Almost exactly a year ago in March 2020 I started getting interested in Open Source ASIC tooling. I don’t remember exactly what sparked my interest, but I remember this talk by Tim Edwards at WOSH: Bootstrapping a real working design flow and sometime after seeing Adam Zeloof posting a picture of an ASIC implementation of pong.
I began by investigating QFlow. The standard cells used by QFlow were from Oklahoma State University (OSU).
By May I was getting a few results out of QFlow and I was curious to discover how digital logic actually works on silicon. I experimented with Magic and managed to draw and simulate an inverter after taking one of Kunal Ghosh’s VLSI courses.
Seeing such interest in this topic gave me a bit of an energy boost and I began wondering if I could find enough people to share the cost of producing an ASIC. I worked up a quick course structure and started getting feedback from people in the industry. It looked like if there 10 people all willing to put in $1000 we could do it.
This was when I first met Mohammed Kassem and Tim Edwards from Efabless who have continued to be extremely helpful. I also spoke to Olof Kindgren who I’d met at WOSH. He said I should talk to Tim Ansell because there was something in the pipeline that might change how I was planning to make an ASIC!
Then in late June 2020 we had the announcement from Tim about the Open Source PDK and the Google sponsored shuttle.
This of course changed everything! We now had an Open Source, production ready PDK along with a new set of tools called OpenLANE that aimed to turn your HDL into the files needed for ASIC manufacture.
I was quickly able to use OpenLANE to turn my FPGA VGA clock design into GDS2 files.
In August Hackaday put a call out for talks to their #remoticon conference. I asked on Twitter to gauge interest and subsequently began working on a presentation.
I just couldn’t get it short enough to fit but they kindly gave me a bigger slot - it was still a tight squeeze covering everything in 1 hour! I think I practiced that presentation 4 times, and even did it in Spanish for my local hackerspace.
My work situation had just changed and I was thinking that instead of looking for another electronics contracting job I could try creating a paid course. I decided to add a link to the end of the talk and find out how many people would be interested in paying for a course.
October came and although it was sad not to be at a live conference I still had a blast delivering the Zero to ASIC demos and presentation. About 100 people signed up for a course over the next few weeks and so I decided to go for it.
November was the date for submitting our designs to the shuttle so I was super busy with getting that working. I had to get 3 of my own designs ready, along with another 5 from some interested collaborators, at the same time working out a way to combine them all into one chip.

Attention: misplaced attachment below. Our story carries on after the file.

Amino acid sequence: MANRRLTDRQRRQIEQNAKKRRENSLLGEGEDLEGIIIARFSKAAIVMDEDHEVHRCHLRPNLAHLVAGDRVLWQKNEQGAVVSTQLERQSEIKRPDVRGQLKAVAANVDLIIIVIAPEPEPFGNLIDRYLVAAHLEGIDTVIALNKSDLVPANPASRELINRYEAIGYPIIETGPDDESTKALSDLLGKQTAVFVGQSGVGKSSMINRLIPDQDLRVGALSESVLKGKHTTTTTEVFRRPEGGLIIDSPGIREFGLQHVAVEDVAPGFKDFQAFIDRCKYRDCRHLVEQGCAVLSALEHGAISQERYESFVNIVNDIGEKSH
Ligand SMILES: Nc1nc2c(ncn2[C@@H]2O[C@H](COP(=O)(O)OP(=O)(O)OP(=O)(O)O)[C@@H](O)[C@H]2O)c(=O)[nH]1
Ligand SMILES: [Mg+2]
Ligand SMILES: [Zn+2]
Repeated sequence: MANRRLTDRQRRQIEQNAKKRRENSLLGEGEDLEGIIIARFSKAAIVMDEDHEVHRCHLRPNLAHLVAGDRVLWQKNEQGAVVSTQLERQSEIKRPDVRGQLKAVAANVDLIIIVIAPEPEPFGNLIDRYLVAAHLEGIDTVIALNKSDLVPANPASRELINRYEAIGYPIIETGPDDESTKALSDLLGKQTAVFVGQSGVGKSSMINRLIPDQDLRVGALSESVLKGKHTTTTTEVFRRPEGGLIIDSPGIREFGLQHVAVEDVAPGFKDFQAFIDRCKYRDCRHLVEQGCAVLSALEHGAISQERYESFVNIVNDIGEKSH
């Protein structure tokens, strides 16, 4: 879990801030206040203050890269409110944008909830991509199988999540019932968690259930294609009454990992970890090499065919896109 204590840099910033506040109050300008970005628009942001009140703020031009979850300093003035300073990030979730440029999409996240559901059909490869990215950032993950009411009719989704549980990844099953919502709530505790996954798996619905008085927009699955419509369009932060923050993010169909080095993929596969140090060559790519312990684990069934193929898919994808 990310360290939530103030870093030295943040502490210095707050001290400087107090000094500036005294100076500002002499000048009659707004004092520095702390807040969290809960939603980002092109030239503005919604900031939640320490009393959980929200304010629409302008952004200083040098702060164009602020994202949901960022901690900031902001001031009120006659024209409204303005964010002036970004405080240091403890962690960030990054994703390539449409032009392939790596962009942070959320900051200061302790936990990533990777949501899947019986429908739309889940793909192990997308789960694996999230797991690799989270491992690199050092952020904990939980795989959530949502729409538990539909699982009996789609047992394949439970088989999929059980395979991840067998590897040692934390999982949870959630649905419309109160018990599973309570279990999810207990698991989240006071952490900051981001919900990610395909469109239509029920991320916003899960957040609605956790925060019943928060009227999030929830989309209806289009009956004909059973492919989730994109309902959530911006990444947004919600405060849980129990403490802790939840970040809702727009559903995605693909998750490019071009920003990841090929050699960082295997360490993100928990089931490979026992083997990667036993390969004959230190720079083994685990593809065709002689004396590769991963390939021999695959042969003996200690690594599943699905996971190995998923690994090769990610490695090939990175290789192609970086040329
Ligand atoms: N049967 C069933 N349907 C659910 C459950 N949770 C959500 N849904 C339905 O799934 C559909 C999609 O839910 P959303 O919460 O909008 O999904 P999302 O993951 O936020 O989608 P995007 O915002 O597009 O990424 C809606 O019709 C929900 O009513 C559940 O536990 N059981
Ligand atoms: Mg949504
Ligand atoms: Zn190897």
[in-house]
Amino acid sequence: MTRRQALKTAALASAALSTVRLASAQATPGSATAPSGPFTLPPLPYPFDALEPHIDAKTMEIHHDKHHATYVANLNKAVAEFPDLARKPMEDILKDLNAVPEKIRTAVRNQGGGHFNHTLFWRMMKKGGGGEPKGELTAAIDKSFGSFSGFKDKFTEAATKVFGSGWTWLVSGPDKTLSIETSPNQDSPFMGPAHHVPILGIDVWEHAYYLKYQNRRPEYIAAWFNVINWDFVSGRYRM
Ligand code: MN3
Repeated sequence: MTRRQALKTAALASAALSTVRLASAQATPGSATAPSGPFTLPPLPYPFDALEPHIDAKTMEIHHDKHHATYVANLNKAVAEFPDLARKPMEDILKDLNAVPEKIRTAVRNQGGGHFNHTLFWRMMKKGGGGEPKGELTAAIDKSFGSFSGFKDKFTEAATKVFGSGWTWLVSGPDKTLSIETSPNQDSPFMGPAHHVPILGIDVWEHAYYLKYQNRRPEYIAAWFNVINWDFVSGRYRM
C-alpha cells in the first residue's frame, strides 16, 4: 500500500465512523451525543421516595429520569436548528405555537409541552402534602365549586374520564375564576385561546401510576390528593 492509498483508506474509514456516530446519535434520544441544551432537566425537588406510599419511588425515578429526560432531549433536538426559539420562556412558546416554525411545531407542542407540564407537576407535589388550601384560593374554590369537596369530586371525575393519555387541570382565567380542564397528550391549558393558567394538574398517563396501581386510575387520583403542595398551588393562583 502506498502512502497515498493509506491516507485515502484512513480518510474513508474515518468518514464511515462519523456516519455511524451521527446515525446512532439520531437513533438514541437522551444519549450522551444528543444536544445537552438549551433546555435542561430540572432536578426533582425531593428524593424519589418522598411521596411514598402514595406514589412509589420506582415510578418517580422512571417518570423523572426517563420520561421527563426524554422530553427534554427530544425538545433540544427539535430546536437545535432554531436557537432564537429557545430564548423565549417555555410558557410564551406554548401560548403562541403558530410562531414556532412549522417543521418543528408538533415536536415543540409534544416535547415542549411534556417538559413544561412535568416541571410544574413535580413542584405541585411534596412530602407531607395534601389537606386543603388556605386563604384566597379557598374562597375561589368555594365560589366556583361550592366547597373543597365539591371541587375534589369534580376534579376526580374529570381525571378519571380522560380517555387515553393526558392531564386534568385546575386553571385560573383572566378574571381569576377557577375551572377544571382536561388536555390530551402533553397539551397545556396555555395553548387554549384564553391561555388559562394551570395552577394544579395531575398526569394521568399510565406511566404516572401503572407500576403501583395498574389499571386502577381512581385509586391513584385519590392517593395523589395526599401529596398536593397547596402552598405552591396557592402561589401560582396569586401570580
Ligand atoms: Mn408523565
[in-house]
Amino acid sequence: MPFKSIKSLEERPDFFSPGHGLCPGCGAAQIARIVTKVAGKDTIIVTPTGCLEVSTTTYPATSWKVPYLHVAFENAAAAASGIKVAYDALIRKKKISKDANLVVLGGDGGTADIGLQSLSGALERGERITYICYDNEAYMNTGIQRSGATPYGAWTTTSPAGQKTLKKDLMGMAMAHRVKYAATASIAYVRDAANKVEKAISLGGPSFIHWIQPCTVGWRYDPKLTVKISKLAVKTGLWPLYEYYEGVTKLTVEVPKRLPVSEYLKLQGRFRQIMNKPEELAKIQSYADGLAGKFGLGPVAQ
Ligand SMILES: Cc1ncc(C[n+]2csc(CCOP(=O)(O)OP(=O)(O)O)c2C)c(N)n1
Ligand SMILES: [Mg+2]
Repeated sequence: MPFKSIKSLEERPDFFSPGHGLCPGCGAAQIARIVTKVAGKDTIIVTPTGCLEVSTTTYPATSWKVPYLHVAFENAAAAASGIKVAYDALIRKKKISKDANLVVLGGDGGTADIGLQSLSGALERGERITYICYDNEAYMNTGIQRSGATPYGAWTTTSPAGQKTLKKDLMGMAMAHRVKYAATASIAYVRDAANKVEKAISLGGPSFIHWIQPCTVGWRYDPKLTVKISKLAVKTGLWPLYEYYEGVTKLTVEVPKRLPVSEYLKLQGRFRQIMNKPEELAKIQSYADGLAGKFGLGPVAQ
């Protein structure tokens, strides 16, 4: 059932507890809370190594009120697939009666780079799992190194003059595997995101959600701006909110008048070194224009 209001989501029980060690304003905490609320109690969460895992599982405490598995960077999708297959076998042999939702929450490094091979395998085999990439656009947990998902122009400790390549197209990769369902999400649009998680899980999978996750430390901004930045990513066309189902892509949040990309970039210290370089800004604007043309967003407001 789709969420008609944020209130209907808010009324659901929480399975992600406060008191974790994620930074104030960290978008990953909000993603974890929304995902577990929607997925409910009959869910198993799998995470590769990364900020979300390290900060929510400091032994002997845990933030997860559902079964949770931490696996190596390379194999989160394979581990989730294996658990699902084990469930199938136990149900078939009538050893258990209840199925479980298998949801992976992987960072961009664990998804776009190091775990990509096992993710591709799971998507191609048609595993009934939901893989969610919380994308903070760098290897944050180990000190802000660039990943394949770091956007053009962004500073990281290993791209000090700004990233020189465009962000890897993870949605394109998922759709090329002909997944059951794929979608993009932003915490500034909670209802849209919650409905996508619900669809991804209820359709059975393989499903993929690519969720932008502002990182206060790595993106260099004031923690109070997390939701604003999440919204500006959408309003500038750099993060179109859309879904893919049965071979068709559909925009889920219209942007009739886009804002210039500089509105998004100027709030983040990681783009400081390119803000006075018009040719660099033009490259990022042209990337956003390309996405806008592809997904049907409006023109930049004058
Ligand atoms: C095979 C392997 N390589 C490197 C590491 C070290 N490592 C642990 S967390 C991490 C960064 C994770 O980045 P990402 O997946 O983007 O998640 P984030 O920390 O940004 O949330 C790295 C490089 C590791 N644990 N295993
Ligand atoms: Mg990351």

Not a great time to get COVID19, but luckily not severely. I was out of action for about 5 days, and the rest of my quarantine period was spent fixing issues on the shuttle application, interviewing people and creating a video introduction to the course.
This was a pretty hard time - looking back at my project log, it’s full of complaints about the tools not working and feeling disheartened. Efabless made a huge effort, and I got a lot of help from Ahmed and Amr in these final stages getting everything wired up. Putting lots of designs together wasn’t the ’normal’ way of using the tools getting used so I was running into a lot of issues that hadn’t been solved by other people.
Finally in mid December all the designs were submitted and my first tape-out was complete!
On the 23rd of December I put 15 tickets on sale for the first course and they sold out in 2 hours! It was a great feeling, but also scary - I had to actually create the course now!
In January I worked pretty much every day developing content and creating videos to support them. I had a chat with Joe FitzPatrick about how he structures his course content, and that helped me decide how I wanted to lay the course out. One of the first course participants kindly agreed to be my beta tester and reviewed the material after I finished each section.
Late January we got word that some designs had faults in them and had to be fixed before they could be sent to Skywater. My design had short circuits in the MUX that would have wrecked the whole chip! Luckily this was not too hard to fix, but it was amazing how much I had forgotten since making the first application just a few months before. I was pretty happy I had written a project log and had the git commit history.
The first course started in February and it’s just finishing now. Feedback has been great and I’m working to improve the course and satisfy demand.
I’m very happy to have this opportunity. I’ve done a lot of science communication and always really enjoyed it. This course combines my love of electronics and teaching.
The demand for tickets is helping me continue my study of Open Source ASIC tooling, contribute back to the community and help spread this experience to people who, like me, would never have thought that they’d one day get to make their own chips.